Yesterday’s budget was full of tricks. But look closely and there were not many treats. Sunak ignored the moral millionaires who asked to pay more tax and shift the burden of paying for the pandemic from the key workers (haven’t they paid enough?) onto the rich. For once Rachel Reeves nailed it in her budget response when she said:

At least the bankers on short-haul flights sipping champagne will be cheering this Budget today.

Not so Universal Credit

And Sunak’s ‘generosity’ in allowing in-work recipients of Universal Credit(UC) to keep an extra 8p from every pound they earn is only returning two of the six billion pounds he took from the poor when he ended the uplift to UC last month. It does nothing for the majority of UC recipients who are unemployed or disabled or working full time as unpaid home carers. By coincidence 6-2=4. And, you’ve guessed it, £4 billion is the size of the tax cut to the bank surcharge. So the poorest in society will be subsidising the bankers’ bonuses. This in a week when banks are reporting much better than expected results: HSBC up 75% in the third quarter; Santander up by 350%. Trick or Treat?

This is the House Sunak Built

£24 billion on housing looks impressive with nearly half of it going to build 180,000 affordable homes. But cast your mind back to 2019 and a National Audit Office (NAO) report into the 200,000 starter homes for first time buyers under 40 years old promised by David Cameron in the 2015 Conservative election manifesto. The NAO reported that precisely NONE of these homes had been delivered after four years in government. Remember, these were houses to buy. There is a pressing need for social housing to rent. Sunak’s plans only include 32,000 new social housing rentals. We need to build 100,000 council houses every year just to keep up with demand and make a dent in the waiting list, currently at 1 million+ and set to double by next year.

Levelling Oops

Raising the minimum wage and the living wage is to be welcomed. Except that the level of inflation in fuel prices alone has already wiped that out. And the much vaunted Social Care tax, the uplift in national insurance payments, will fall most heavily on low paid workers, many of whom work in social care themselves. So, will handing out money to local authorities actually fund the drain on their budget to pay the new minimum wage rates?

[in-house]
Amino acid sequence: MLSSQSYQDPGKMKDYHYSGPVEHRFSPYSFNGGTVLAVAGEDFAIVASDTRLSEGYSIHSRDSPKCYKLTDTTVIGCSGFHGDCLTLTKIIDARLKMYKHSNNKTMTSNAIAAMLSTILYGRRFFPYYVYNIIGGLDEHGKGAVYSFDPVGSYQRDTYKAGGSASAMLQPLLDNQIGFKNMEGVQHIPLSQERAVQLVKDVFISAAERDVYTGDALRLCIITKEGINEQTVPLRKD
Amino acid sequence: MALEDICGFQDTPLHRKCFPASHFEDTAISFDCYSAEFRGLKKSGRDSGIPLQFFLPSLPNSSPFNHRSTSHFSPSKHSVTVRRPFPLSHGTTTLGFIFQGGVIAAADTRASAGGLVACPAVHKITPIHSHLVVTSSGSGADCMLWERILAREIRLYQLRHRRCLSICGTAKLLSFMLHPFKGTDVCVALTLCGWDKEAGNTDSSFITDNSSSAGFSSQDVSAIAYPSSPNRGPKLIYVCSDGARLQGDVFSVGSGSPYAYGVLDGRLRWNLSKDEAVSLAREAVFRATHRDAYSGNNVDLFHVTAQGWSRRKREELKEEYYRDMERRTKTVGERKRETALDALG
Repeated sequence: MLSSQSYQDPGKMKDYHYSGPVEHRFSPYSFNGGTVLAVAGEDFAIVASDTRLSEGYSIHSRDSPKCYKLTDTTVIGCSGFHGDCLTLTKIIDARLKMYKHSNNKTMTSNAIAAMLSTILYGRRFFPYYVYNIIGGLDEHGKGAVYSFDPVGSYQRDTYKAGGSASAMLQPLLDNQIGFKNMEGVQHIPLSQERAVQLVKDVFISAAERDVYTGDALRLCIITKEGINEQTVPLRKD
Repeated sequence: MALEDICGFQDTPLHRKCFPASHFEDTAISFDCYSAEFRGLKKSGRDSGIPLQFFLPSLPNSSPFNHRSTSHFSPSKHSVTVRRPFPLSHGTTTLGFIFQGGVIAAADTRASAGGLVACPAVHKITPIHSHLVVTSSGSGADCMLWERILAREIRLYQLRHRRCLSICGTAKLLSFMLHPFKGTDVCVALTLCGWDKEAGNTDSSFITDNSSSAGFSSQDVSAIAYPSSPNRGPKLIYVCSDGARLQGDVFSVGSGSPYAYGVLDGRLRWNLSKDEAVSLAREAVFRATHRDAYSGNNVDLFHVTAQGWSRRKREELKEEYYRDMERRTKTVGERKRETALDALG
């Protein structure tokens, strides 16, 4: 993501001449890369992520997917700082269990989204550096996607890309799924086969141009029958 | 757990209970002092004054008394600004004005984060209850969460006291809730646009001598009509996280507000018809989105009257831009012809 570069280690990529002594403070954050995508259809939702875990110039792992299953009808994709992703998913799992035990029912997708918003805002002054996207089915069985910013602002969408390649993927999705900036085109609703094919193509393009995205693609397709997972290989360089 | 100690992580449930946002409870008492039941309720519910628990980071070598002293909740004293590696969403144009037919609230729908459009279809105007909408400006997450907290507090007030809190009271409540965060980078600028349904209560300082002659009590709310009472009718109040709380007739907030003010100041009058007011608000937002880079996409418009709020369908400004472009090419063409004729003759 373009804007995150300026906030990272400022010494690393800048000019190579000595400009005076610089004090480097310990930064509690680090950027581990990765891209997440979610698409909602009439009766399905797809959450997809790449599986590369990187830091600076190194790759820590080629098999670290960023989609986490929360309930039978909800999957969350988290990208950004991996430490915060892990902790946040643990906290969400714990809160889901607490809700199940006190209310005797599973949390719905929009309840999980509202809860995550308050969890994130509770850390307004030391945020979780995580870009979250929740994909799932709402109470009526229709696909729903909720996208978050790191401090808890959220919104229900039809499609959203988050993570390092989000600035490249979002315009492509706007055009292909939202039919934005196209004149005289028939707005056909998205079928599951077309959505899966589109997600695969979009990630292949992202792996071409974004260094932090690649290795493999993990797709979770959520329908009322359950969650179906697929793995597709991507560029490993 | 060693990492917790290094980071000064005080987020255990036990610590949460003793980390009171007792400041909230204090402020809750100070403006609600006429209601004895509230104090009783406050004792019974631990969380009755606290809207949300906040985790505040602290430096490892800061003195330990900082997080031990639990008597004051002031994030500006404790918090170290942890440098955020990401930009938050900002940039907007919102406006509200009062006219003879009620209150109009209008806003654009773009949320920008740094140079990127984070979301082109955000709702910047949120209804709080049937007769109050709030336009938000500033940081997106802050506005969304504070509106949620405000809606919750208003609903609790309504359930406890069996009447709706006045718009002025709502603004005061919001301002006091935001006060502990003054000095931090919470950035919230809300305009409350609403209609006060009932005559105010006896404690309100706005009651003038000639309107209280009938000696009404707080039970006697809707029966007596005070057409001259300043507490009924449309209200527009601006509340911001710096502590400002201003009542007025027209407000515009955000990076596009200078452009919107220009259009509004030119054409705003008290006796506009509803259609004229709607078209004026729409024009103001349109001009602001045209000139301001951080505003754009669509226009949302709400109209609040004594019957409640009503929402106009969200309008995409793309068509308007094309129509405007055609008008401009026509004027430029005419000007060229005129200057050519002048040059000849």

The Elephant in the Room.

Sunak claimed that supply chain problems and inflation are a global problem arising from the pandemic. But their impact on Britain is so much greater because of Brexit, especially since the government’s insistence on ending freedom of movement in the middle of the pandemic. So pledges to improve public transport need to be set against the reality of bus drivers quitting to retrain as lorry drivers because the pay is better.

And with shortages driving up prices, even the modest handouts in the form of changes to UC, minimum wage and taxes on booze will do nothing to stop the fall in real wages that has been a constant of Tory governments over the last decade. Trick or Treat? They are tricking us to treat themselves.

Budget or Bodge It?

The Tory media will do their worst to put a positive spin on this budget. The not so Tory media will try and spin it in favour of the Labour Party, based on Rachel Reeves creditable performance standing in for Starmer at the despatch box. I bet that very few will comment on the complete failure to address the climate emergency, remarkable considering the proximity to COP26. Nor will they point to the continuing fall out from Brexit that has somehow been forgotten in the light of Covid.

For that you will have to read the alternative media of citizen journalists and bloggers like the writers here at Critical Mass. One of our writers, Susie Granic, nailed the Budget yesterday morning before it happened. Read her blog here.

And write those budget promises down, so you can look at them in a year’s time and decide whether you’ve been tricked or treated. My guess is that, despite the spin, you will find that Sunak’s budget giveaway was more of a bad takeaway: junk food with a nasty aftertaste.

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